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Old 10-25-2011, 03:26 AM   #181
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10/18 Ride to Senga Bay

Another early morning after a long, hot night, but today we were heading north. Today's ride would only be a few hours, so we weren't in a particular hurry to get on the road. We also weren't looking forward to the 12.5 miles back to the main road. We packed up the bikes, showered, and were on the road by about 9 am. We made our way back down the horrible road, again taking about an hour to go the short distance back to the paved road. I am happy to report that we both made it without incident.

The rest of the ride to Senga Bay was easy but there was no petrol along the way. We reached the town of Salima, which is the turn off for Senga Bay at around noon. We were excited to see a line of minibuses surrounding the local BP station. With high hopes, we swooped in, only to find that fuel had been expected early in the day but had not yet arrived (and there hadn't been any for 5 days now...). Low on kwacha, we continued into Salima to look for an ATM. The first one we found was not working, but fortunately the second ATM was. Though we had cash in hand, we discovered that there would be no petrol anywhere today.

We rode the final 14 miles into Senga Bay and found a very nice campground as recommended by the Green Monster people. We are staying at Cool Runnings, a campsite and guesthouse run by Sam, a very cool woman who does many good things for the community. Camping here is cheap, but the restaurant is kind of expensive. It is a beautiful place though, with the first grassy lawn we've seen since Victoria Falls. It's so much nicer to camp on grass than in sand.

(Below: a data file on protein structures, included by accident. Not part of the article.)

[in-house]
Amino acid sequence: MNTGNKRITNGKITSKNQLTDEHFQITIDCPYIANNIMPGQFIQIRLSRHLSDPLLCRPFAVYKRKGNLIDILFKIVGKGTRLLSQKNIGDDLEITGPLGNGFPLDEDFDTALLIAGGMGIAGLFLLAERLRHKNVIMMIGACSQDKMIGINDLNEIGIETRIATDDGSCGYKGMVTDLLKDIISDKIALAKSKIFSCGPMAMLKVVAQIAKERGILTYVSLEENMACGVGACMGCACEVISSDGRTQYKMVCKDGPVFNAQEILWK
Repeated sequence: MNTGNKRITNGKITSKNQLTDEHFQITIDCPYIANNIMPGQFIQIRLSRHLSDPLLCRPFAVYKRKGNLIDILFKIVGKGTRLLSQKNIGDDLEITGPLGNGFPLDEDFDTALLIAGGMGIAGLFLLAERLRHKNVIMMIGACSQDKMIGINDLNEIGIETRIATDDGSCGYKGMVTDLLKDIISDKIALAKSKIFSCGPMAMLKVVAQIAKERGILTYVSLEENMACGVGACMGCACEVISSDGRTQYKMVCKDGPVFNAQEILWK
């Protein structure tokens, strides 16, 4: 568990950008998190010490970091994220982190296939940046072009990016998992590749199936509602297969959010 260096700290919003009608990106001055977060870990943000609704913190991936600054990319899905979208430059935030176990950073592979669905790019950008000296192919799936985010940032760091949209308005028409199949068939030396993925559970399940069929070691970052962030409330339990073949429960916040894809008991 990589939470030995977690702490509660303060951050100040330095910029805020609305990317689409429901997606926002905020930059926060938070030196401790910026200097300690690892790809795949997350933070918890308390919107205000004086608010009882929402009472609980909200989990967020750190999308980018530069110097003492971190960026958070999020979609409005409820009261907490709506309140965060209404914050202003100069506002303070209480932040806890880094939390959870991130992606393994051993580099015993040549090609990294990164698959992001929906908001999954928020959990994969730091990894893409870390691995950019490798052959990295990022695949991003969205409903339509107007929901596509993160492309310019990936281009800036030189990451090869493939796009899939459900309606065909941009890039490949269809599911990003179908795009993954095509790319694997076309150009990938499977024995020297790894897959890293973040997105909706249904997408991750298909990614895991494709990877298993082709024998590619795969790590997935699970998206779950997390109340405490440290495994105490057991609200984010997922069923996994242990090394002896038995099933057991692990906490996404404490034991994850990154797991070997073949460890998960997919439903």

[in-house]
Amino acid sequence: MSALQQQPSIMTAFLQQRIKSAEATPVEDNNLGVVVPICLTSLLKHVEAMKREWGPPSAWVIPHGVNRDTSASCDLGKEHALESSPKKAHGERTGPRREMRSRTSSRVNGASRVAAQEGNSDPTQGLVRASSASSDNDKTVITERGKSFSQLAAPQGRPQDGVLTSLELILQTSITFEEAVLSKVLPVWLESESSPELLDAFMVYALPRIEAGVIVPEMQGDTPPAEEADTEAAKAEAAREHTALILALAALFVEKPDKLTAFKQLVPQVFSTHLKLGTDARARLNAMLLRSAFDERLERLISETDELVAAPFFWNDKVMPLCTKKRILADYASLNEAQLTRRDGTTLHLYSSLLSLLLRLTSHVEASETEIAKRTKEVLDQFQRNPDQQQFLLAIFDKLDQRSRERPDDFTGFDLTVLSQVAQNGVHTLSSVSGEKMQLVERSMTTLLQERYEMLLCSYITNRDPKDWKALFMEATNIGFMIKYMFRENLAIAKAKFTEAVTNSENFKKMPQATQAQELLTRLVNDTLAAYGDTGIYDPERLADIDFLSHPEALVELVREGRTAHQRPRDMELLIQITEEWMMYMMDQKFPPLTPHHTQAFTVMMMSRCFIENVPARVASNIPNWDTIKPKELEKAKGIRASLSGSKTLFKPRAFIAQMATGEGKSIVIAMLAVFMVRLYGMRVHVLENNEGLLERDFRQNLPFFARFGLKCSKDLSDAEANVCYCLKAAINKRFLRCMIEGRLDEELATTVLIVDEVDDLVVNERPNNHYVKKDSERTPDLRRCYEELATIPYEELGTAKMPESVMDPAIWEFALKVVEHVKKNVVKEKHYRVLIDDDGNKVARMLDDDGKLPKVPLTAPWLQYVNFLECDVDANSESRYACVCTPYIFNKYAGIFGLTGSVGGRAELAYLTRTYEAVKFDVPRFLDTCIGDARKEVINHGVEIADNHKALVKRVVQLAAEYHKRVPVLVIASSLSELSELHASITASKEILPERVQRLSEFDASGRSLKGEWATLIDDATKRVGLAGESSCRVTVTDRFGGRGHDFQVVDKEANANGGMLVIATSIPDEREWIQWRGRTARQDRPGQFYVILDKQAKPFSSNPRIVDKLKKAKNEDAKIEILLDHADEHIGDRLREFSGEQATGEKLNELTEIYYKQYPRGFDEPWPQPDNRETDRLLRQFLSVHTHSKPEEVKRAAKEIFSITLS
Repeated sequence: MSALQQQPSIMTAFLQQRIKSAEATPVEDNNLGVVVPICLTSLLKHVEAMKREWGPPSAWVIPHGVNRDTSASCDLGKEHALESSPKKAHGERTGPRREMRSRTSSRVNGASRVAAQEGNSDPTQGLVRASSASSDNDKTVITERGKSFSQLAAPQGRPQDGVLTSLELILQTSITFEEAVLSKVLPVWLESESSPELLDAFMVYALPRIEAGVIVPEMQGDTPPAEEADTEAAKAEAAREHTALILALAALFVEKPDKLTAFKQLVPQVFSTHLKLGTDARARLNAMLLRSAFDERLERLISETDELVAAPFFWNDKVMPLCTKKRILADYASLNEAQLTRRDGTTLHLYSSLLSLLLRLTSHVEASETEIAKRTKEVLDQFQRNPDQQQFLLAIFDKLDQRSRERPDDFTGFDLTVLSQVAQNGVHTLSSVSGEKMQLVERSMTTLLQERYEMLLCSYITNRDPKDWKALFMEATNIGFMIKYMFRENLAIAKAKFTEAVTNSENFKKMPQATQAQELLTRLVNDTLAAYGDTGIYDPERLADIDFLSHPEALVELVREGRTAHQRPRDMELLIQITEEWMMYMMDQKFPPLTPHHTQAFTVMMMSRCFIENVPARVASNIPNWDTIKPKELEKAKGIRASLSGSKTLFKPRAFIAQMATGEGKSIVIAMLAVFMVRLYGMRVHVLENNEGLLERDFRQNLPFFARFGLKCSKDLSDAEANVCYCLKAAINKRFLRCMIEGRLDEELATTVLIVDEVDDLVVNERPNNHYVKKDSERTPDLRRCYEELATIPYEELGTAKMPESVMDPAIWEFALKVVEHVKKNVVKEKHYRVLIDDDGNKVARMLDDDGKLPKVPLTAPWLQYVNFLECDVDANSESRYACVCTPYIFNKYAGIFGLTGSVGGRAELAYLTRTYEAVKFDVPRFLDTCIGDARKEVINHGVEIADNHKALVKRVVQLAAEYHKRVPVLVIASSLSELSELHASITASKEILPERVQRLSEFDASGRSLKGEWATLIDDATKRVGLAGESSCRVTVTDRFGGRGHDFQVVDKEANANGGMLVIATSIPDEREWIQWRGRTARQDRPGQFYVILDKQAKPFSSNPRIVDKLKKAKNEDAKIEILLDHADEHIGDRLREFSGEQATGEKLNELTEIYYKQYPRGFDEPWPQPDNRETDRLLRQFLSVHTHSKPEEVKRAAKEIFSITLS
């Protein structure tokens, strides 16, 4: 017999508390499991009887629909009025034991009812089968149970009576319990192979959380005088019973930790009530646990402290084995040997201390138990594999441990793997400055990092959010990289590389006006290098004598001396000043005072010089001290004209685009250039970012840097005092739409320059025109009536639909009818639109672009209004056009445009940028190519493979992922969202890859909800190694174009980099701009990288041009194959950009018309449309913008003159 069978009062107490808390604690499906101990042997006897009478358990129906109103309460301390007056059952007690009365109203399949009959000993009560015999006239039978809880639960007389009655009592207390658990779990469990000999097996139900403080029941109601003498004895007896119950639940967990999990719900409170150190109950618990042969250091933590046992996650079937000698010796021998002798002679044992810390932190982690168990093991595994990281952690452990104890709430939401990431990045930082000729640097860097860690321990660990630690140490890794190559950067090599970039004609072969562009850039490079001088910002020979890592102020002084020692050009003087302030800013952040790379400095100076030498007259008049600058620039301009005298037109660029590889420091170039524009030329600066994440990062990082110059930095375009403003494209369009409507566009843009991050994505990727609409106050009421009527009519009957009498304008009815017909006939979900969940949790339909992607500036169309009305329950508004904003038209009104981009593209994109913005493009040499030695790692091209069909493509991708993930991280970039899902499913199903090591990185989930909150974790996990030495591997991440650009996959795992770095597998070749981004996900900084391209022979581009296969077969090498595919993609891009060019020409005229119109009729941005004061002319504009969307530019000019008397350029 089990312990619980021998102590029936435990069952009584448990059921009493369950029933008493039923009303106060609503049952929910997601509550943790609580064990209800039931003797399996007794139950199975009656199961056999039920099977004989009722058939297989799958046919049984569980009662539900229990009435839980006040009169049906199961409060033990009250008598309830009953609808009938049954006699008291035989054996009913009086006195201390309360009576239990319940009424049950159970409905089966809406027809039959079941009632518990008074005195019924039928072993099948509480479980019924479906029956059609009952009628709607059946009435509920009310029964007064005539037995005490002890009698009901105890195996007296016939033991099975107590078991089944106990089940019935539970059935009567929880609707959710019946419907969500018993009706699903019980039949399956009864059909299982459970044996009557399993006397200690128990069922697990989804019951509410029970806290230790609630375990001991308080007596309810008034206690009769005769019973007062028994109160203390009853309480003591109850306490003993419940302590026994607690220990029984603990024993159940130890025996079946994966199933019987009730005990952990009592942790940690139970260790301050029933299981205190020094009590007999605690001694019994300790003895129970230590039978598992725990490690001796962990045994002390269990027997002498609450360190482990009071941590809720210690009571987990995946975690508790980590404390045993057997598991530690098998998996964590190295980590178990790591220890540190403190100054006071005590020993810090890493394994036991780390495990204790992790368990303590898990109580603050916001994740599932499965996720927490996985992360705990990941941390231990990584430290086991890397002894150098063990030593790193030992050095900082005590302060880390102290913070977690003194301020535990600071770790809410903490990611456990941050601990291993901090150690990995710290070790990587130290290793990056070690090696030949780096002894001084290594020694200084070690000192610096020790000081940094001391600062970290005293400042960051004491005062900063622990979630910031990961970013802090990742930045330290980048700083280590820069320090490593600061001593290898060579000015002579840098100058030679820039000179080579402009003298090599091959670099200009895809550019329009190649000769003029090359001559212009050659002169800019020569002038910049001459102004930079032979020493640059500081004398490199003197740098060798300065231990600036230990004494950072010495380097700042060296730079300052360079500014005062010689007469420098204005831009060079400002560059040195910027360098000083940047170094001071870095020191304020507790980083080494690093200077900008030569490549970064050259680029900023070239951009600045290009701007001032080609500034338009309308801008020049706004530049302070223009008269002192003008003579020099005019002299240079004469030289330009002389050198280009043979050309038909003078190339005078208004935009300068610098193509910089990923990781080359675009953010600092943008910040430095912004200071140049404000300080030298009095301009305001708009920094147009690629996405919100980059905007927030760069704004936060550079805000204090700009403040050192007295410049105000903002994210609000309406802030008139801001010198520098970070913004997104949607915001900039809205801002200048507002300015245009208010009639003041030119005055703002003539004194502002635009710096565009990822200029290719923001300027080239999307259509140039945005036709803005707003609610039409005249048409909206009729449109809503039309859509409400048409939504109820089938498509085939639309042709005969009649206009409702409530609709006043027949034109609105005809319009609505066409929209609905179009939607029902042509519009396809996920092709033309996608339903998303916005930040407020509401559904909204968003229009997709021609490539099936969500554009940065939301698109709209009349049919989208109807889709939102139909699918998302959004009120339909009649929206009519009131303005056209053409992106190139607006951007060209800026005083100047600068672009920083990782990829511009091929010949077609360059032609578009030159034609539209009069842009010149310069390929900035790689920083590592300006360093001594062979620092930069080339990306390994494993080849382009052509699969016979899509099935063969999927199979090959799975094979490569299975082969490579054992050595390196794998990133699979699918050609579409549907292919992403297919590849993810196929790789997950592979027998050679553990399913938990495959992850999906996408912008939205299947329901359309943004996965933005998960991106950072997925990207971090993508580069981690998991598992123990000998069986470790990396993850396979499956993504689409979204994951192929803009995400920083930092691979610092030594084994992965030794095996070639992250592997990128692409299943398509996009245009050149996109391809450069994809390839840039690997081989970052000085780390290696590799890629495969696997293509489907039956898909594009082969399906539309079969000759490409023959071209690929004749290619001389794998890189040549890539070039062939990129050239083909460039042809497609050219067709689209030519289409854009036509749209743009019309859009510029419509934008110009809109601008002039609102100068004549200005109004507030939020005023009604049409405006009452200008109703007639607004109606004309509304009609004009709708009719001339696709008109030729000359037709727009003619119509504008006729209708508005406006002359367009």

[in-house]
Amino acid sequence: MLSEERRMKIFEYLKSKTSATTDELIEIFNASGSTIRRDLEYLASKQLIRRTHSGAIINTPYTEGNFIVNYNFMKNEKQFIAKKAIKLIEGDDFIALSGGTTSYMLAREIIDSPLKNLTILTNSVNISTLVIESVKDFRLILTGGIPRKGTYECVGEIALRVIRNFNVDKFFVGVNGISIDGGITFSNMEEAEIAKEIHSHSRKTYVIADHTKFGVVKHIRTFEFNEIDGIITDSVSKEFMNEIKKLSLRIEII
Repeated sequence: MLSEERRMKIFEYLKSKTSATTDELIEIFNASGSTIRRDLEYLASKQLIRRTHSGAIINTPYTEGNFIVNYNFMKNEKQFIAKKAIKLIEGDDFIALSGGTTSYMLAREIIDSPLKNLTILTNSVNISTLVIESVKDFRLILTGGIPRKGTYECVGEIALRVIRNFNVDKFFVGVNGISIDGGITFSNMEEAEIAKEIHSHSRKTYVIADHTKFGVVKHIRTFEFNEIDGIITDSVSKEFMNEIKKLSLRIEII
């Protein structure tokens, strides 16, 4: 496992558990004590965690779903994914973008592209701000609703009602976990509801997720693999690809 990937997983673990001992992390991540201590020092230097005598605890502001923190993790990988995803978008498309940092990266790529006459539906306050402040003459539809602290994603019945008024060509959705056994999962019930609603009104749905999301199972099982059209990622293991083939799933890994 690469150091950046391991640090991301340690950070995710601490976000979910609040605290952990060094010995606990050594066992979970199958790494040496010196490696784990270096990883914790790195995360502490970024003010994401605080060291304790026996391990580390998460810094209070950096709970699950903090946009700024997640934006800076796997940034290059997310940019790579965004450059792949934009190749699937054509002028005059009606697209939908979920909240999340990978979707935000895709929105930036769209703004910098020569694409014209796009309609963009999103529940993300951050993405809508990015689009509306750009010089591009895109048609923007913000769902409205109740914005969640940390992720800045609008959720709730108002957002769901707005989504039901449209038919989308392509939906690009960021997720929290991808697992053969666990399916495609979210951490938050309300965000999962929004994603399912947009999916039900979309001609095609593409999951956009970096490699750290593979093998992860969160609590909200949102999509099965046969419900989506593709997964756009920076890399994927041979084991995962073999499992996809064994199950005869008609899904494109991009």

We noticed a set of Trax bags outside the tent next to ours. Chatting with Sam, we found that Stefan (the DR800 rider from Harare) had just left that morning for Tanzania, but that still here was Garth, an F800GS mounted rider from Seattle. We spent the afternoon setting up camp, inquiring about the fuel situation (not good), having lunch, and chatting with our fellow travelers. Later in the afternoon, Garth returned from his ride, and we spent much of the rest of the day talking about our respective trips. Initially we were surprised at his friendliness, but later found that at home he rides a Harley... Garth flew his GS to Frankfurt many months ago and has been riding southward ever since. His trip has been very different from ours and it was fun to hear of his adventures in northern and western Africa. After dinner and a couple of beers with Garth, we retired to the tent for another sweaty night. While we've experienced warmer air temperatures in other parts of Africa, the humidity here in Malawi is much higher. I imagine this is what much of the rest of our trip is going to be like.

110 miles in about 4 hours, including 12.5 miles of bad road.
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Old 10-25-2011, 03:31 AM   #182
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10/19 Bike Maintenance and Trip Planning

Sam, the owner of Cool Runnings, is also in need of petrol, so every morning she checks on availability. The bad news is that there will be no fuel today unless we would like the privilege of paying 750 kwacha per liter on the black market. Since we need 13 liters, that means it would cost us about 57USD for a little more than 3 gallons. Maybe some day, but not today. Instead, we decided to do some bike maintenance, namely clean the air filters and wash the bikes.



While we were getting ready to start on this, we said goodbye to Garth, since he was heading south. We spent some time comparing luggage setups and looking over each other's machines. Quite a study in contrast. Two completely different solutions to the same (or similar) question. Shortly after Garth left, I made a mad dash for the bathroom. It seems that bad fuel I consumed the other evening did turn into an exhaust problem after all.